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Thank you for allowing me to testify at the March 7, 1991 hearing on Title X of the National Energy Security Act of 1991 (S.341) before the Committee on Energy and Natural Resources. Attached are answers to the follow-up questions of your March 11, 1991 letter.

Again, I enjoyed appearing before your Committee and hope that my testimony will be of value to the Committee during its deliberations. Please do not hesitate to contact me or Sonat's Washington office if you have additional questions.

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cc: Mr. Donald Santa

April 4, 1991



MARCH 7, 1991

1. Post-hearing Questions of Senator J. Bennett Johnston


In your testimony, you express considerable skepticism over the value for the interstate natural gas pipeline industry of the optional procedures for pipeline construction contained in S.341 (SECS. 10001 and 10002).


Could these options be modified to address your concerns?
Please suggest how this might be done. Please include
suggested substitute language if to do so would be helpful.


Assuming that your concerns could be addressed, are there any
circumstances where the availability of these optional
procedures would be beneficial to an interstate pipeline?


The optional procedures of S.341 include construction under section 311 of the Natural Gas Policy Act (NGPA) and an "optional certificate" procedure which would result in a certificate being issued under section 7 of the Natural Gas Act (NGA) after completion of construction. These options are in addition to the traditional section 7 certificate procedure which requires that the Federal Energy Regulatory Commission (Commission) find the proposed facilities to be in the public convenience and necessity.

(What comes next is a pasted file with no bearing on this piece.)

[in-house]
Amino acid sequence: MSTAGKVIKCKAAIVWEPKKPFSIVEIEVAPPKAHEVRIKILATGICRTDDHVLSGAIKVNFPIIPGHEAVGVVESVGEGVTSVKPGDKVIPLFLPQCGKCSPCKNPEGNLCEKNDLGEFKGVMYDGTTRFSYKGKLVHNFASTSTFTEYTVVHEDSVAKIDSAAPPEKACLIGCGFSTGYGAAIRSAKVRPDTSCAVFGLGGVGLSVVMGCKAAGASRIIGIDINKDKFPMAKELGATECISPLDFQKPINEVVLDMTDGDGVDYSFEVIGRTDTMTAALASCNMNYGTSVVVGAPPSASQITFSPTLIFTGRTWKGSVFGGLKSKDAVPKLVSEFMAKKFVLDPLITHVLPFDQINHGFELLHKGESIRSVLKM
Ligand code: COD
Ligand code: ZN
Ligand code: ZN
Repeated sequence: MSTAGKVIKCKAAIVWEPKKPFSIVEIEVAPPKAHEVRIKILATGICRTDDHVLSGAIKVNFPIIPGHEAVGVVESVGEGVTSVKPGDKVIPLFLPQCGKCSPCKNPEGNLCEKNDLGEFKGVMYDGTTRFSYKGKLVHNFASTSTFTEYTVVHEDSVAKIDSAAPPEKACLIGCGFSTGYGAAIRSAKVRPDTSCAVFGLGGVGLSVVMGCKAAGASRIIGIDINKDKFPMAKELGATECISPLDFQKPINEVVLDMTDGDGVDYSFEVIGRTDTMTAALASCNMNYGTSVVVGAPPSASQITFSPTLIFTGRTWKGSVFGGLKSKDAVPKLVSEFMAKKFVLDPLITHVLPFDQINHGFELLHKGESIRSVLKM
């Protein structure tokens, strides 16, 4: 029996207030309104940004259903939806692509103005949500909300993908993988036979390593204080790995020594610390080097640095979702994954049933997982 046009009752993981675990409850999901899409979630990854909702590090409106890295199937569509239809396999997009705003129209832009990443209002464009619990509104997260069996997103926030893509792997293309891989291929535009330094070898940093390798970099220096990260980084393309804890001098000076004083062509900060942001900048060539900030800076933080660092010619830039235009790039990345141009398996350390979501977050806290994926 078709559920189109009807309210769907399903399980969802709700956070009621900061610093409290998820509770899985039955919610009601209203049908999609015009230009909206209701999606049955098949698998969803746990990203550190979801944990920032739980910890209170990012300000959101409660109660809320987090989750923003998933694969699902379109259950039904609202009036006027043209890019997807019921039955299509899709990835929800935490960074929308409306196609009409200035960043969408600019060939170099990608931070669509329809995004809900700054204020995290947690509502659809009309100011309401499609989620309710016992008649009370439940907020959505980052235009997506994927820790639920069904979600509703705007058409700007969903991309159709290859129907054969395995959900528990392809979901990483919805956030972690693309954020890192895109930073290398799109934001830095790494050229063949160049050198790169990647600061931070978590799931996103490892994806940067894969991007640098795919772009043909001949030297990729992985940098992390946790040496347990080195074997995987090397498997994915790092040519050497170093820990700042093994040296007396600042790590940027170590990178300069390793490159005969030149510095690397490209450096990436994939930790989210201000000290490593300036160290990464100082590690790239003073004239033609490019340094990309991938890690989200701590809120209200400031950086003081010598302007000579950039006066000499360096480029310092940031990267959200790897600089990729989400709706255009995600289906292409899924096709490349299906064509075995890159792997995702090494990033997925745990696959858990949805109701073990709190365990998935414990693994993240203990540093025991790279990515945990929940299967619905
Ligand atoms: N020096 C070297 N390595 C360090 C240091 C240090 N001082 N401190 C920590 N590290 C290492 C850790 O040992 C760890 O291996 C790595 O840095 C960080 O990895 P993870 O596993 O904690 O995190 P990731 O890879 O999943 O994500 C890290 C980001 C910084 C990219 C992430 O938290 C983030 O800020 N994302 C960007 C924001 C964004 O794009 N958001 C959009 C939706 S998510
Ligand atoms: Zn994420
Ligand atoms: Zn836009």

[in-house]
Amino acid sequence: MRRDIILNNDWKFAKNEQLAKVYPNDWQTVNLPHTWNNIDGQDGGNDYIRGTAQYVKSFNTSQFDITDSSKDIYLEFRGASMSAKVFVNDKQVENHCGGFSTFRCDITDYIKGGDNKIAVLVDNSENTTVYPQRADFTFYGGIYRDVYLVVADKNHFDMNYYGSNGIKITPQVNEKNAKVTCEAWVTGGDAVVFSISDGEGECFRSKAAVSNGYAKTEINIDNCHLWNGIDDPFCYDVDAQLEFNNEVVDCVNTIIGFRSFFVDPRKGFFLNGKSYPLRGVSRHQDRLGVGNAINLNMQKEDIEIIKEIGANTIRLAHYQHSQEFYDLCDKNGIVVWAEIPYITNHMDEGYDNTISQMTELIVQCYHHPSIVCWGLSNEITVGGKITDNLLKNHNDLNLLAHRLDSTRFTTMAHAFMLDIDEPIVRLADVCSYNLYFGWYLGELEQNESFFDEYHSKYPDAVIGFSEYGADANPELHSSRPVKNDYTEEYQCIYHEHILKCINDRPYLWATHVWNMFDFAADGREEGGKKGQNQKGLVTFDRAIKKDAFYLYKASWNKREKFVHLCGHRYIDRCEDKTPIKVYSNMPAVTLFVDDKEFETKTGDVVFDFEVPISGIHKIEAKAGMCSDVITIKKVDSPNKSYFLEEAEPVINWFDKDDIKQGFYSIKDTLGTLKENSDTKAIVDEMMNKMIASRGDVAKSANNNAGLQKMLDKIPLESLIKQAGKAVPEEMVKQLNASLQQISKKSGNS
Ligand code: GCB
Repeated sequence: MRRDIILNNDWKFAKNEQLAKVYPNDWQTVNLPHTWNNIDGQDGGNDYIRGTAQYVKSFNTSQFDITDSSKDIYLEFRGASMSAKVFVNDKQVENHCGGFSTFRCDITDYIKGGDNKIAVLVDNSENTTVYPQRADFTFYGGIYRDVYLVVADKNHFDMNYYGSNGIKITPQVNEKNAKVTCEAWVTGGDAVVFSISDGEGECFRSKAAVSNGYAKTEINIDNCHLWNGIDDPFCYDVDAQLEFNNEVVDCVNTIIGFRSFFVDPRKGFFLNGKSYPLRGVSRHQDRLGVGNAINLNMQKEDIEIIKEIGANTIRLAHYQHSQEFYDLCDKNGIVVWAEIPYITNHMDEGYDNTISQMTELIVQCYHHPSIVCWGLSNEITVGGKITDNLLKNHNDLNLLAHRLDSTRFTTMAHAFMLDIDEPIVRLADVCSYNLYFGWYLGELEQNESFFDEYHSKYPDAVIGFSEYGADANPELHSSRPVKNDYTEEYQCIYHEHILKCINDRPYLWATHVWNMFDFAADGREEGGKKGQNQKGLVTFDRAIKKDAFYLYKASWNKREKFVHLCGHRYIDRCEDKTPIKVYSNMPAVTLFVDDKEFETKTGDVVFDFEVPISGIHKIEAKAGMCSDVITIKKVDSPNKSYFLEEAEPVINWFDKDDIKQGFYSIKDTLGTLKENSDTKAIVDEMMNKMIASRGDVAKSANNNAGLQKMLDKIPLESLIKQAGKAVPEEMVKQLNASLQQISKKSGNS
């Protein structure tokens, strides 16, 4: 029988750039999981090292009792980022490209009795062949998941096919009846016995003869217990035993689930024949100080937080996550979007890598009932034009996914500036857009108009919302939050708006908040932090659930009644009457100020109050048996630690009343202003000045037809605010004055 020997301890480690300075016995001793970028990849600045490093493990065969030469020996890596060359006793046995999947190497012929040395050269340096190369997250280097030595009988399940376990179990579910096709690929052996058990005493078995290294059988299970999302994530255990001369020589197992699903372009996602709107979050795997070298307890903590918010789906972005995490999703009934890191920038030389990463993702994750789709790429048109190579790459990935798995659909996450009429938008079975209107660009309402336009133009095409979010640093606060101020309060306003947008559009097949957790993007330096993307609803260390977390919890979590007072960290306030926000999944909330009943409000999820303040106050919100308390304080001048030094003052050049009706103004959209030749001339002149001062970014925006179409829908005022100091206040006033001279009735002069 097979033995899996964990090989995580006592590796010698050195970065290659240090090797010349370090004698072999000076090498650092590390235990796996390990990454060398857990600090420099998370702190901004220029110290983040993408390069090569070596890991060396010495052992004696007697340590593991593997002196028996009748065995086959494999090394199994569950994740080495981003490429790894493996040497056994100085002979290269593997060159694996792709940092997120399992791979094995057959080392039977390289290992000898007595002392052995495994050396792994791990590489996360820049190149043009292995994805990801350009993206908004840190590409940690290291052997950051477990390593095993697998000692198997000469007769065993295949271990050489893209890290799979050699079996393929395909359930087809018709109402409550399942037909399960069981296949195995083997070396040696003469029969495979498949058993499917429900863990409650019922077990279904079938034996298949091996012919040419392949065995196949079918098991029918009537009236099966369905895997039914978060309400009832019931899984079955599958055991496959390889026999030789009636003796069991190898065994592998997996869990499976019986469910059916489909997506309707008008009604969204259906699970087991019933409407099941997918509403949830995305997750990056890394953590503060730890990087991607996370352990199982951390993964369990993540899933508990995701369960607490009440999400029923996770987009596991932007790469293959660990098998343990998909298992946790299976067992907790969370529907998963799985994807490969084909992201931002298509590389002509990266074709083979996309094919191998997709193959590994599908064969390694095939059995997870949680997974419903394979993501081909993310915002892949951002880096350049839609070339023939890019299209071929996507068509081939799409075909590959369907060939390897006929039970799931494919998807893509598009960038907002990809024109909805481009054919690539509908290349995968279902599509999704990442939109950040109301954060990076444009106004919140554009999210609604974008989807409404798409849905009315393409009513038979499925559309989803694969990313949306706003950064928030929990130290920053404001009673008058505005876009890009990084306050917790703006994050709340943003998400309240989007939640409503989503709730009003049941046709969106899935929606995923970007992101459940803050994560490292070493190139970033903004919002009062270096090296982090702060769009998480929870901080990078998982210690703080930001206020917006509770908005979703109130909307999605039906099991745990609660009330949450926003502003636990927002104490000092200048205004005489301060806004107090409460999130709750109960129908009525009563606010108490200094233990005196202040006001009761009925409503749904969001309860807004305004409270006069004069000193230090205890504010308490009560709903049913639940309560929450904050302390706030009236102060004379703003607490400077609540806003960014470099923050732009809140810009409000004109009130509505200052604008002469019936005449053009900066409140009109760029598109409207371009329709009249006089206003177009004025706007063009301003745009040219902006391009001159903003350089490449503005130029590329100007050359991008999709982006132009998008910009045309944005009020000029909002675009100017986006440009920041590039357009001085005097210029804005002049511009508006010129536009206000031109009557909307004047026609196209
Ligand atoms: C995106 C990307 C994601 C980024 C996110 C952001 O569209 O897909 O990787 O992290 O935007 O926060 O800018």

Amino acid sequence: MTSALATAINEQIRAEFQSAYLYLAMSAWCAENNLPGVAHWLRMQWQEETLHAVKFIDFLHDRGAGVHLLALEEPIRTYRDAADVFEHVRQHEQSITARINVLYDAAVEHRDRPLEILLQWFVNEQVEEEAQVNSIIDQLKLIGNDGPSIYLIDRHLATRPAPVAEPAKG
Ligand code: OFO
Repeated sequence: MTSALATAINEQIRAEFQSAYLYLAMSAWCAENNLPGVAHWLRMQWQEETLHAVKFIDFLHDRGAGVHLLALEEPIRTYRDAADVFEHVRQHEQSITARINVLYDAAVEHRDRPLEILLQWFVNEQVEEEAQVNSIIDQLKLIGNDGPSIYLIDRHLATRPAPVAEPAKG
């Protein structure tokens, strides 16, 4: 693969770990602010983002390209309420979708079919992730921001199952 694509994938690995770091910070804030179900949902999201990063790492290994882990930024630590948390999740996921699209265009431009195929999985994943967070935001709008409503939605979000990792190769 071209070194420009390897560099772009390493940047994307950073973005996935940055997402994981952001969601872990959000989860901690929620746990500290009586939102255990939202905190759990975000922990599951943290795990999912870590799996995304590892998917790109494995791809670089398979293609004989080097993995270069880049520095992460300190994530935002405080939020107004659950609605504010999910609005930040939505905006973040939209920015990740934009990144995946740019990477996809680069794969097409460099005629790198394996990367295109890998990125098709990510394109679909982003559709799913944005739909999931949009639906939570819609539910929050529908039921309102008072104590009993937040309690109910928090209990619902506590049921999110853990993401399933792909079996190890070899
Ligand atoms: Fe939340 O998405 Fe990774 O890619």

As a general matter, I fear that the options would create bad policy and, therefore, must be modified. I am concerned that elimination of the Commission's responsibility to ensure that facilities are "in the public convenience and necessity" (by defining satisfaction of that condition to be anything a pipeline does at its own risk (optional procedure) or by allowing construction of large interstate non-jurisdictional facilities (section 311), will result in additional costs with unknown rate consequences. After all, the gas transmission business is a capital intensive one excess capacity means either high unit costs or financially weak


companies. For example, incremental analysis may produce a perfectly viable case for a new pipeline to serve large industrial customers presently served by a local distribution company (LDC) via an existing pipeline. An alternative means of serving these customers would create excess capacity and a lower load factor operation on the LDC and the existing pipeline. Since the LDC and pipeline would still serve the existing residential and commercial (R&C) requirements after the new pipeline takes away the industrial customers, R&C rates would go up. The industrial customers may have lower costs, but at the expense of homeowners. This is the type of public interest injury that section 7 was designed to avoid.

The modifications to section 311 proposed by S.341 can be modified to avoid this problem and I suggest the appropriate modification below. The optional certificate procedures cannot be satisfactorily modified and therefore, I would recommend that it should be dropped.